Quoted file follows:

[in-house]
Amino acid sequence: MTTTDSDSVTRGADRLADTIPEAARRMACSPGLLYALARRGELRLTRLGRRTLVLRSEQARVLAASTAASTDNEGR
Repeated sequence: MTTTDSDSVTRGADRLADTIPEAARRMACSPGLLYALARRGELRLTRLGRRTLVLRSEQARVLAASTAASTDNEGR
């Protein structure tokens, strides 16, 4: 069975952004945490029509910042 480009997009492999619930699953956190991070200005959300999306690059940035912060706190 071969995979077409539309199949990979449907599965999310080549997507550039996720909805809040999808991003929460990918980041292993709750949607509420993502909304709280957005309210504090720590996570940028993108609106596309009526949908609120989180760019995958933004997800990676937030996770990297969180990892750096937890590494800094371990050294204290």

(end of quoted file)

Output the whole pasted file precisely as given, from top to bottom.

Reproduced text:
[in-house]
Amino acid sequence: MTTTDSDSVTRGADRLADTIPEAARRMACSPGLLYALARRGELRLTRLGRRTLVLRSEQARVLAASTAASTDNEGR
Repeated sequence: MTTTDSDSVTRGADRLADTIPEAARRMACSPGLLYALARRGELRLTRLGRRTLVLRSEQARVLAASTAASTDNEGR
């Protein structure tokens, strides 16, 4: 069975952004945490029509910042 480009997009492999619930699953956190991070200005959300999306690059940035912060706190 071969995979077409539309199949990979449907599965999310080549997507550039996720909805809040999808991003929460990918980041292993709750949607509420993502909304709280957005309210504090720590996570940028993108609106596309009526949908609120989180760019995958933004997800990676937030996770990297969180990892750096937890590494800094371990050294204290």